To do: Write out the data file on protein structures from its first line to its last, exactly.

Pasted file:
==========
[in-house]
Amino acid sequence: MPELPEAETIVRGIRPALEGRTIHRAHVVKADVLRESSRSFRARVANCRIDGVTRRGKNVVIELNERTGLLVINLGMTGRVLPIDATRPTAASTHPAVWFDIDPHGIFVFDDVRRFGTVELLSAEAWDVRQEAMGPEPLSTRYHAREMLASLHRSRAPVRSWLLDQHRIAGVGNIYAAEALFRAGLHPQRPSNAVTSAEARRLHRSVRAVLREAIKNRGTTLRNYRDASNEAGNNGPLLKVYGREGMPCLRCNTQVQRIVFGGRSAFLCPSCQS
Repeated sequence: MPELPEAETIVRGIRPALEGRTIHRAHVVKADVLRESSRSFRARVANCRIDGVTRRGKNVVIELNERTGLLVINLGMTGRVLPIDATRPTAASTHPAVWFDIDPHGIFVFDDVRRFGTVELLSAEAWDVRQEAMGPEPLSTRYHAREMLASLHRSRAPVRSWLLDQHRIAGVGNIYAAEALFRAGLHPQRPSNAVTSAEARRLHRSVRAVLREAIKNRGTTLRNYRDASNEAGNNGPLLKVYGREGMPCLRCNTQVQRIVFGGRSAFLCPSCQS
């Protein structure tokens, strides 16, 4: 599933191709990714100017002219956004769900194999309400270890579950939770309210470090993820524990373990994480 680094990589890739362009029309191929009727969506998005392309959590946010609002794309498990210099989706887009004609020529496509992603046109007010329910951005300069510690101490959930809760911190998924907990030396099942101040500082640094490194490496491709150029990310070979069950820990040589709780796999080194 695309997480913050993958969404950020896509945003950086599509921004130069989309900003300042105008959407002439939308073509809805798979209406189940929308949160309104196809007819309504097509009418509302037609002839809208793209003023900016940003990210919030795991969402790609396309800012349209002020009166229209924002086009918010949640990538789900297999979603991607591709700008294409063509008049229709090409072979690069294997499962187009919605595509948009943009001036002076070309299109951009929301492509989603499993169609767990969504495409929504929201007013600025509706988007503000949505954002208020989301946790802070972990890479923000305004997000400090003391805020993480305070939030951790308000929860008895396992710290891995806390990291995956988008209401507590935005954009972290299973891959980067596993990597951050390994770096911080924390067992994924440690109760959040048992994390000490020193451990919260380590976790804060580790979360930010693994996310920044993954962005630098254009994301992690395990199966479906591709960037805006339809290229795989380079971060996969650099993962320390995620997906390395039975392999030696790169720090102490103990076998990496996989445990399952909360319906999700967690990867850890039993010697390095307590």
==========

[in-house]
Amino acid sequence: MPELPEAETIVRGIRPALEGRTIHRAHVVKADVLRESSRSFRARVANCRIDGVTRRGKNVVIELNERTGLLVINLGMTGRVLPIDATRPTAASTHPAVWFDIDPHGIFVFDDVRRFGTVELLSAEAWDVRQEAMGPEPLSTRYHAREMLASLHRSRAPVRSWLLDQHRIAGVGNIYAAEALFRAGLHPQRPSNAVTSAEARRLHRSVRAVLREAIKNRGTTLRNYRDASNEAGNNGPLLKVYGREGMPCLRCNTQVQRIVFGGRSAFLCPSCQS
Repeated sequence: MPELPEAETIVRGIRPALEGRTIHRAHVVKADVLRESSRSFRARVANCRIDGVTRRGKNVVIELNERTGLLVINLGMTGRVLPIDATRPTAASTHPAVWFDIDPHGIFVFDDVRRFGTVELLSAEAWDVRQEAMGPEPLSTRYHAREMLASLHRSRAPVRSWLLDQHRIAGVGNIYAAEALFRAGLHPQRPSNAVTSAEARRLHRSVRAVLREAIKNRGTTLRNYRDASNEAGNNGPLLKVYGREGMPCLRCNTQVQRIVFGGRSAFLCPSCQS
């Protein structure tokens, strides 16, 4: 599933191709990714100017002219956004769900194999309400270890579950939770309210470090993820524990373990994480 680094990589890739362009029309191929009727969506998005392309959590946010609002794309498990210099989706887009004609020529496509992603046109007010329910951005300069510690101490959930809760911190998924907990030396099942101040500082640094490194490496491709150029990310070979069950820990040589709780796999080194 695309997480913050993958969404950020896509945003950086599509921004130069989309900003300042105008959407002439939308073509809805798979209406189940929308949160309104196809007819309504097509009418509302037609002839809208793209003023900016940003990210919030795991969402790609396309800012349209002020009166229209924002086009918010949640990538789900297999979603991607591709700008294409063509008049229709090409072979690069294997499962187009919605595509948009943009001036002076070309299109951009929301492509989603499993169609767990969504495409929504929201007013600025509706988007503000949505954002208020989301946790802070972990890479923000305004997000400090003391805020993480305070939030951790308000929860008895396992710290891995806390990291995956988008209401507590935005954009972290299973891959980067596993990597951050390994770096911080924390067992994924440690109760959040048992994390000490020193451990919260380590976790804060580790979360930010693994996310920044993954962005630098254009994301992690395990199966479906591709960037805006339809290229795989380079971060996969650099993962320390995620997906390395039975392999030696790169720090102490103990076998990496996989445990399952909360319906999700967690990867850890039993010697390095307590």